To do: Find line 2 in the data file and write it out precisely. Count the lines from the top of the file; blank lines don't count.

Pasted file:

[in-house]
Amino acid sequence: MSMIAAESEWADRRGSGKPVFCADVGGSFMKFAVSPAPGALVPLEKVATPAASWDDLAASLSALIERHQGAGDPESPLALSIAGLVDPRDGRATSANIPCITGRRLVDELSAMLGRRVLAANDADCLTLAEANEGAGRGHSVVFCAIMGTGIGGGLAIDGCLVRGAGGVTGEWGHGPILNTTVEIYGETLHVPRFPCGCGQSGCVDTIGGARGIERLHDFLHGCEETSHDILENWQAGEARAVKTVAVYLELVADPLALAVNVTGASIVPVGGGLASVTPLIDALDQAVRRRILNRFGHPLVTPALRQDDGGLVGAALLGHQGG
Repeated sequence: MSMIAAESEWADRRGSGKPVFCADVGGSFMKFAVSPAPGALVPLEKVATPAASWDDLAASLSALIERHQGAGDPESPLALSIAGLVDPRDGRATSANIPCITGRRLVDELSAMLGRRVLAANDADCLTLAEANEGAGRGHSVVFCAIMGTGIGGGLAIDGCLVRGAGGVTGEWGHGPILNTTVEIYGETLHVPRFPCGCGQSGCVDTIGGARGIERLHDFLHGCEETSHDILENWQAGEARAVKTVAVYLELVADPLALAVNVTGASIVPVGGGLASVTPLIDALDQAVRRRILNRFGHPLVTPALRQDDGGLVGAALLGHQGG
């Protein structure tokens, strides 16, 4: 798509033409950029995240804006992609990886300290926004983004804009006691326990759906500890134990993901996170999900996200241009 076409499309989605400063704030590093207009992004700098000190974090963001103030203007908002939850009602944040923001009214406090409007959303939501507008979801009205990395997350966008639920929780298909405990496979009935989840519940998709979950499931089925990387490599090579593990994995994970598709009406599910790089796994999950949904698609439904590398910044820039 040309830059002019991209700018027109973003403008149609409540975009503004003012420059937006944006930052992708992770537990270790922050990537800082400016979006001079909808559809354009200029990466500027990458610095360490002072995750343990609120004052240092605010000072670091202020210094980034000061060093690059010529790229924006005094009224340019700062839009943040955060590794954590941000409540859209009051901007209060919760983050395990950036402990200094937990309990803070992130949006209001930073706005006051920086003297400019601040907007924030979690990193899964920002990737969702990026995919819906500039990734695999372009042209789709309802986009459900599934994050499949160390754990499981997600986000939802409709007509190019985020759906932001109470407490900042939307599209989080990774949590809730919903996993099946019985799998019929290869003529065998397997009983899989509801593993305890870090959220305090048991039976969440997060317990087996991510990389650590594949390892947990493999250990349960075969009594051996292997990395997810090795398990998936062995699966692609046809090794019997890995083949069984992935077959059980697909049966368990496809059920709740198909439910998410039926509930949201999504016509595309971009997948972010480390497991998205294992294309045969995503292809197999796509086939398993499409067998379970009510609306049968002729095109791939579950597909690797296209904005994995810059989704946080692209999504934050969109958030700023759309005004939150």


Amino acid sequence: MSMIAAESEWADRRGSGKPVFCADVGGSFMKFAVSPAPGALVPLEKVATPAASWDDLAASLSALIERHQGAGDPESPLALSIAGLVDPRDGRATSANIPCITGRRLVDELSAMLGRRVLAANDADCLTLAEANEGAGRGHSVVFCAIMGTGIGGGLAIDGCLVRGAGGVTGEWGHGPILNTTVEIYGETLHVPRFPCGCGQSGCVDTIGGARGIERLHDFLHGCEETSHDILENWQAGEARAVKTVAVYLELVADPLALAVNVTGASIVPVGGGLASVTPLIDALDQAVRRRILNRFGHPLVTPALRQDDGGLVGAALLGHQGG